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Who invests in/benefits from translation software ?
Thread poster: xxxLia Fail
xxxLia Fail  Identity Verified
Spain
Local time: 19:20
Spanish to English
+ ...
Mar 21, 2002

An agency I do occasional work for has recently updated its Pedido/Order to include the following information.



\"NOTA TRADOS:

Los encargos realizados con TRADOS se facturan según el log de TRADOS del idioma de origen. Le rogamos nos entregue sus traducciones en versión “limpia” y “sin limpiar”. En los textos en formato rtf que contienen tags hay que usar la “protección de tag”.

Facturación (según log):



repetitions 50% del precio indicado arriba

100% match 30%

85-99% 80%

no match-84% 100%\"



As far as I am aware, it is the translator who invests - money and the time required for learning - in software. Therefore the translator should benefit from any advantages it brings. A freelance translator operating independently/alone, dependent on an irregular inflow of work that often has him/her working unsocial hours, is probably hard pushed (in Spain at least) to obtain sufficient turnover to ensure a decent living. Translation software is technically a good investment, since it increases a translator\'s output and productivity.



So why does it mean reduced prices for the translator\'s work?



What is the situation in other countries?









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Ralf Lemster  Identity Verified
Germany
Local time: 19:20
English to German
+ ...
These percentages are pretty good, actually... Mar 22, 2002

Hi Ailish,

You\'re right that you want (and need) to see a proper return on your investment. As such, don\'t be too fixed on the charge per word (per line) - what\'s missing in that equation is the time it takes you to achieve a certain output.



Looking at the percentages, I\'d say they\'re pretty good - in fact, when I outsource work, I use less generous ones (always provided I also supply a TM, of course)... so far, without complaints from the freelancers who I work with.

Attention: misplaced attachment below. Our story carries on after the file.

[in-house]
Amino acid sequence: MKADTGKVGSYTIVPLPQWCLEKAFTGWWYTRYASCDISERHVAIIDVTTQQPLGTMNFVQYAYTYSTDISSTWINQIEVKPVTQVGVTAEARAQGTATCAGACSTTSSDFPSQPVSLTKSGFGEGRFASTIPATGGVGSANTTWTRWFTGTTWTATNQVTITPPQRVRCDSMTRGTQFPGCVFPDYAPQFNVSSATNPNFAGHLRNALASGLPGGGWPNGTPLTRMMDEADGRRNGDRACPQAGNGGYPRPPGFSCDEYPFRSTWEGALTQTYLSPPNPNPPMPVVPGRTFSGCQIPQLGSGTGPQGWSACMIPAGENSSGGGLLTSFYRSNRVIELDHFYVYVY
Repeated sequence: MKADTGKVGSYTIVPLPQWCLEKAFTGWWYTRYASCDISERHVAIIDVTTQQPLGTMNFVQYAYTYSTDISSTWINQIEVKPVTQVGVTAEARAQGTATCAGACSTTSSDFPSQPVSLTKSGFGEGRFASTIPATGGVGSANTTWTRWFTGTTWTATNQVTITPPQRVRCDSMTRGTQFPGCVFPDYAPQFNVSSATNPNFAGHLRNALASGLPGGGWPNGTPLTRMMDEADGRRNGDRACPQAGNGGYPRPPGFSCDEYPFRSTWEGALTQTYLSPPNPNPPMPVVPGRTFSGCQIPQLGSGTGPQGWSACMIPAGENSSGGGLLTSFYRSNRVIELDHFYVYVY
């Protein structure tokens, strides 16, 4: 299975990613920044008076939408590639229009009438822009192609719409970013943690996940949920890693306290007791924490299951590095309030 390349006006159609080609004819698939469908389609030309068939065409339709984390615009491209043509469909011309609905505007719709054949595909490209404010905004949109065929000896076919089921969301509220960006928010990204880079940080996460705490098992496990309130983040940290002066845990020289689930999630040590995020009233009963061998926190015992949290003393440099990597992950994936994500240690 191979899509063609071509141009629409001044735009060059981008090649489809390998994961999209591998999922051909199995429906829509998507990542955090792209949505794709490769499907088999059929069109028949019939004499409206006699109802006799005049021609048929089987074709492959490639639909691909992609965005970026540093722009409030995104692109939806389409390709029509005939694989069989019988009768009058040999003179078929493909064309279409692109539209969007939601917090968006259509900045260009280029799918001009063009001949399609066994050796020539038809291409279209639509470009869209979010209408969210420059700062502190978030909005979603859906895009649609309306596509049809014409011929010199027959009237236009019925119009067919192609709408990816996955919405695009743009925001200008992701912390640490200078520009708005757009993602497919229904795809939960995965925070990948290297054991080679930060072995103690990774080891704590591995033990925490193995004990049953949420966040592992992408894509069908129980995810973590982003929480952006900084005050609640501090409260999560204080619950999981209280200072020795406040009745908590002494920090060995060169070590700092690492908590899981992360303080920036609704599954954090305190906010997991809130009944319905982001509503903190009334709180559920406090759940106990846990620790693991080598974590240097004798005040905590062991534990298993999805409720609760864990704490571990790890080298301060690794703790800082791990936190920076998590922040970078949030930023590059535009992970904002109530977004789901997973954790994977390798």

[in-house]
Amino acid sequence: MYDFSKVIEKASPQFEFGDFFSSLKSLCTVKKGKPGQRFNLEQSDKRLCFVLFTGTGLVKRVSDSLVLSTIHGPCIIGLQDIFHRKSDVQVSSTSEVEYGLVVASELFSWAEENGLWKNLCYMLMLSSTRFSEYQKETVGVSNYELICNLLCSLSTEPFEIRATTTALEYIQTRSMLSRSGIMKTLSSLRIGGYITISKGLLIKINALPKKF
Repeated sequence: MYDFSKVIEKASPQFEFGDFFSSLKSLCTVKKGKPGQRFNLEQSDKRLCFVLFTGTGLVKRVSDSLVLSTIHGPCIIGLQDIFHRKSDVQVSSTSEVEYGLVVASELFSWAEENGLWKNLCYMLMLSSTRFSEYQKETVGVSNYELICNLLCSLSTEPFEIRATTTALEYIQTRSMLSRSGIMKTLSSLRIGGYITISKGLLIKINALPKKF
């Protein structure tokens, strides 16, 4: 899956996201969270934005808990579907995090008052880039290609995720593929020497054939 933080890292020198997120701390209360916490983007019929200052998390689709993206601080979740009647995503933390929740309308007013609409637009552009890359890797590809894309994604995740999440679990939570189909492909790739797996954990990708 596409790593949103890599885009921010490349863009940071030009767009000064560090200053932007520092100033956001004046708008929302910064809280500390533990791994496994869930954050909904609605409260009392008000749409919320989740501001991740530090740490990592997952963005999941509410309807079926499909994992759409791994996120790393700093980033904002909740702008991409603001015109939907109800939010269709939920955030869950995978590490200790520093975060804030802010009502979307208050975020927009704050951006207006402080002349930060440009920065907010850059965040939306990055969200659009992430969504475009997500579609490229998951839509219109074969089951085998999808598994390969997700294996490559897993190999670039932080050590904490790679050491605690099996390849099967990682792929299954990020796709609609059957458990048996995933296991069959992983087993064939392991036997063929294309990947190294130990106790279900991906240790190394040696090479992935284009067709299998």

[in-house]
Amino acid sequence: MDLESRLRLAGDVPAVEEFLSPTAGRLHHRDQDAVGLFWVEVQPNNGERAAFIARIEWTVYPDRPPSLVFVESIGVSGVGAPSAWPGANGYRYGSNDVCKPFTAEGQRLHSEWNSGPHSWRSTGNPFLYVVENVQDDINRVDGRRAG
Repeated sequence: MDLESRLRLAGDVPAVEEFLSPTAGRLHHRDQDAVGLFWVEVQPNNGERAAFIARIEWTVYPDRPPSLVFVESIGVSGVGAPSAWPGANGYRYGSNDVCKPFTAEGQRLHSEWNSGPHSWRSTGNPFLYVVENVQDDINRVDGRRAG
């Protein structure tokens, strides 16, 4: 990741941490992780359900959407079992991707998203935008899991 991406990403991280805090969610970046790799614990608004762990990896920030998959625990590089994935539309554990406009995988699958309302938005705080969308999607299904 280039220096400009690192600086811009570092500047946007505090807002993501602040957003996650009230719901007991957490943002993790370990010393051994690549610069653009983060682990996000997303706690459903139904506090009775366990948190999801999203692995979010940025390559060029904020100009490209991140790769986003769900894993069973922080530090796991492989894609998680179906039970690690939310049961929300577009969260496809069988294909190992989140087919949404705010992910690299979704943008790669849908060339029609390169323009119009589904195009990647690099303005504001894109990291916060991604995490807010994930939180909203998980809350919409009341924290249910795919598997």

You can look at this from several angles (note that I work both as a translator and as an agency - also, I have been using Trados for 7+ years):



If you can afford not to accept any deductions/weightins, the better for you. That said, you might be missing out on a job just because someone else is using the efficiency to be more aggressive (and still make money). At the end of the day, it comes down to whether the percentages more or less accurately reflect your workload (IOW: they also need to include your margin...). As I said before, I think the rates you have shown are ok.



A large, high-quality translation memory represents a huge asset for an agency - the deduction is equivalent to the return on that asset. Nothing sinister, but plain business.



Finally, you can actually boost your income to a certain extent by selling a multiple translation of the same text , based on the fact that the client won\'t have to pay twice or three times the full text volume. This works well for projects where text production and translation go hand in hand (e.g. with annual reports). Have a look at the \"Dresdner Bank\" case study on the Trados website. (The catch is that the projects where this works profitably are usually too big for a single freelancer - the answer is in forming networks and cooperations.)



Best regards, Ralf


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